Testing for Exogeneity in Cointegrated Panels

Date01 August 2015
Published date01 August 2015
©2014 The Department of Economics, University of Oxford and JohnWiley & Sons Ltd.
doi: 10.1111/obes.12072
Testing for Exogeneity in Cointegrated Panels*
Lorenzo Trapani
Cass Business School, City University London, 106 Bunhill Row, London, EC1Y 8TZ, UK
(e-mail: l.trapani@city.ac.uk)
This paper proposes a test for the null that, in a cointegrated panel, the long-run correlation
between the regressors and the error term is different from zero. As is well known, in
such case the OLS estimator is T-consistent, whereas it is NT-consistent when there is
no endogeneity. Other estimators can be employed, such as the FM-OLS, that are NT-
consistent irrespective of whether exogeneityis present or not. Using the difference between
the former and the latter estimator, we construct a test statistic which diverges at a rate N
under the null of endogeneity, whilst it is bounded under the alternative of exogeneity,and
employ a randomization approach to carry out the test. Monte Carlo evidence shows that
the test has the correct size and good power.
I. Introduction
Consider the panel regression
yit =xit +eit (1)
where t=1,…, T,i=1,…, N, and equation (1) is a cointegrating equation for each i. In-
ference on equation (1) has been studied extensively. In a seminal contribution, Phillips and
Moon (1999) discuss both ordinary least squares (OLS) estimation, and estimation based
on the Fully Modified version of the OLS estimator (FM-OLS henceforth). The choice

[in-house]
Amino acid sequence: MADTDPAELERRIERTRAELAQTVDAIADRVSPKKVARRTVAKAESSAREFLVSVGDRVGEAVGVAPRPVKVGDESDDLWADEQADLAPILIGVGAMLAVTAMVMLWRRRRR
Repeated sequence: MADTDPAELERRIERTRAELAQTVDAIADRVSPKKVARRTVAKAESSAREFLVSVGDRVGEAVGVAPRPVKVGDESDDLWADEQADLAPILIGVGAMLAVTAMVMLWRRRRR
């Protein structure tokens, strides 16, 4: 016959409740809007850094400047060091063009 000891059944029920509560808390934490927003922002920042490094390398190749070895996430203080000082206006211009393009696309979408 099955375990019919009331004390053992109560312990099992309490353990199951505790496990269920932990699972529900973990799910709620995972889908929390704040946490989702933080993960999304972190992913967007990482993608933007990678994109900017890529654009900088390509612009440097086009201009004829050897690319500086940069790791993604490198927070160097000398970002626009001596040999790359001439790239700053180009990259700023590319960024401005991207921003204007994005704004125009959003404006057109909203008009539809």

between OLS and FM-OLS is driven by the presence or absence of long-run correlation
between xit and eit (Phillips and Moon, 1999; Pedroni, 2000). In the former case, it is
well known that the panel OLS estimator of is T-consistent, and it has a non-vanishing
bias. This is in contrast with the case of no endogeneity in equation (1), where the OLS
estimator is NT-consistent (Kao, 1999; Phillips and Moon, 1999).
Consequently, empirical applications that consider panel cointegration models like
equation (1) routinely employ estimation techniques that are designed to be robust to
the presence of endogeneity, i.e. that yield NT-consistent estimates irrespective of the
assumption of exogeneity holding or not. Many examples can be found e.g. in the context
of testing for PPP (see e.g. Pedroni, 2001; Carlsson, Lyhagen and ¨
Osterholm, 2007, and
*I am grateful to the Editor (Anyndia Banerjee) and two anonymous referees for extremely valuable comments.
The usual disclaimer applies.
JEL Classification numbers: C12, C23.
476 Bulletin
the references therein); in studies of employment growth and inflation (see e.g. Caporale
and ˇ
Skare, 2011); in the context of the Feldstein–Horioka puzzle (see e.g. Ho, 2002); and
in applications to the area of spillovers in R&D (Edmond, 2001). A frequently employed
estimator is the FM-OLS; however, such estimation technique can suffer from severe
problems in presence of movingaverage roots that are close to the unit circle (Ng and Perron,
2001), and in the case of small samples (see e.g. Breitung, 2005; Wagner and Hlouskova,
2010). Several other alternative techniques are available: examples include the Dynamic
OLS estimator, developed by Saikkonen (1991) for the single equation case and by Kao
and Chiang (2000) for panels; and Breitung’s (2005) two stage parametric methodology.
Wagner and Hlouskova (2010) assess the relative merits of various estimators through a